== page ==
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Government doesn’t know how much it pays for substandard housing

Updated: Dec 3, 2018

The provincial government may spend millions of dollars a year to rent inferior housing, but doesn’t keep records that can confirm exactly how much.

NDP Housing Critic Gerry Rogers (MHA, St. John’s Centre) recently filed an Access to Information request in an attempt to uncover how much government pays “directly to landlords on behalf of AES clients for accommodations in rooming houses, bedsitters, private shelters and boarding houses.”

It turns out that the Department of Advanced Education, Skills and Labour gave $15.5 million directly to landlords between April 1 and Dec. 31 last year, but doesn’t keep track of what exactly that money is spent on. The response reads that “the system does not differentiate by type of residence acquired.” The clients in question may be included in AESL’s Board and Lodging Daily Rates category, the Rent category, or Board and Lodging with Non-Relatives.

“How can they expect to solve a problem if they don’t even have any idea how big it is? This is absolutely irresponsible,” Rogers said today.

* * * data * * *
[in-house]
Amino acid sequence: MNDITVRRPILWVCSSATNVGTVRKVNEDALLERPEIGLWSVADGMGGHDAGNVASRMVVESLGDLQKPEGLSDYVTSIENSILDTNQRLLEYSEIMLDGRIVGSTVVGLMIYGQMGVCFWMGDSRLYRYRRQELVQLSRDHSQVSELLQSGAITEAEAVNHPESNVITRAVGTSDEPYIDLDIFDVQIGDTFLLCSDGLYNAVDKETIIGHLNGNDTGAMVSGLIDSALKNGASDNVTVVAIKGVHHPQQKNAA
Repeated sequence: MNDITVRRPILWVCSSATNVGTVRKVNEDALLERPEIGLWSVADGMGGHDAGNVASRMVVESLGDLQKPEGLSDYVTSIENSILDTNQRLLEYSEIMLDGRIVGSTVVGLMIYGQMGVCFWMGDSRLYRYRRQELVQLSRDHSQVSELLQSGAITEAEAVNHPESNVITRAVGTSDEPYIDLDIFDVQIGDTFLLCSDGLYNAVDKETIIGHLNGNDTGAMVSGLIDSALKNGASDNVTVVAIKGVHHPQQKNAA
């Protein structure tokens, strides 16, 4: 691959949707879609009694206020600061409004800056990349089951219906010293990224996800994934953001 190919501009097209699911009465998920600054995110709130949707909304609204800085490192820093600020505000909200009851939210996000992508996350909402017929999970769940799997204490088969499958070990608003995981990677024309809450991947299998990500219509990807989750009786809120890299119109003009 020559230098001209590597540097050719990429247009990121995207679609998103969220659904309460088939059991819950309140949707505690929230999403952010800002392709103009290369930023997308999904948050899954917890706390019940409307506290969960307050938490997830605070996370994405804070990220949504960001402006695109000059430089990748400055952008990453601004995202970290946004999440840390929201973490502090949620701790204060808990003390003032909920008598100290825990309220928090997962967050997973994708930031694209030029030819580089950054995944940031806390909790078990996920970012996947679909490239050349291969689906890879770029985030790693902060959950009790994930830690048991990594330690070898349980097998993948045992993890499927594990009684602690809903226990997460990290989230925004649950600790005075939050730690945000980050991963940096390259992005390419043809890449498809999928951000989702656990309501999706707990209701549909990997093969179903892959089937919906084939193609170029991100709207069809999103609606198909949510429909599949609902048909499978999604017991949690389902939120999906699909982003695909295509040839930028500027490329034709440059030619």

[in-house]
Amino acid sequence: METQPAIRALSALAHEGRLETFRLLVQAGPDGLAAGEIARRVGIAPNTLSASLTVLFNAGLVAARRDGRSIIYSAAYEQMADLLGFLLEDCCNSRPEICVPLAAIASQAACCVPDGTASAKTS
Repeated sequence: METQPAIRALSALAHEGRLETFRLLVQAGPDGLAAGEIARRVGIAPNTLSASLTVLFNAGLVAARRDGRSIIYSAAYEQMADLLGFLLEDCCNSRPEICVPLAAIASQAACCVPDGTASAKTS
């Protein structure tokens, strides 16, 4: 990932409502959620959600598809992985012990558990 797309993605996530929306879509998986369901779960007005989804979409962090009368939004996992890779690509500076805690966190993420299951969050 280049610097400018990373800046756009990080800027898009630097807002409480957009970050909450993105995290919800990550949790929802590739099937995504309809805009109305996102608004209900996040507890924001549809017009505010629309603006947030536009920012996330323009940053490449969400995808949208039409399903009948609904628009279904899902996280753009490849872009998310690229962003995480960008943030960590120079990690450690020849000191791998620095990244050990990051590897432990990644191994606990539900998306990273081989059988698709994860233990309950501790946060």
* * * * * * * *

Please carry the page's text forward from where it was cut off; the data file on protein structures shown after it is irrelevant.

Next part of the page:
“We’ve been promised a new Residential Tenancies Act since 2012. Two governments and a succession of ministers have sat on the issue while we pay for these decrepit, dangerous lodgings. Why are they dragging their heels?”

Rogers wants bedsitting rooms, boarding houses, and rooming houses included in the Residential Tenancies Act. If they were, she says, municipal inspectors would be empowered to enter premises and force improvements.

“It’s irresponsible use of public money. If we spent millions on computers, we’d demand value for money,”said the NDP MHA. “We have an excellent alternative model in the community groups who provide safe, respectful and supportive housing for vulnerable people. We must stop handing out millions to unaccountable slumlords.”


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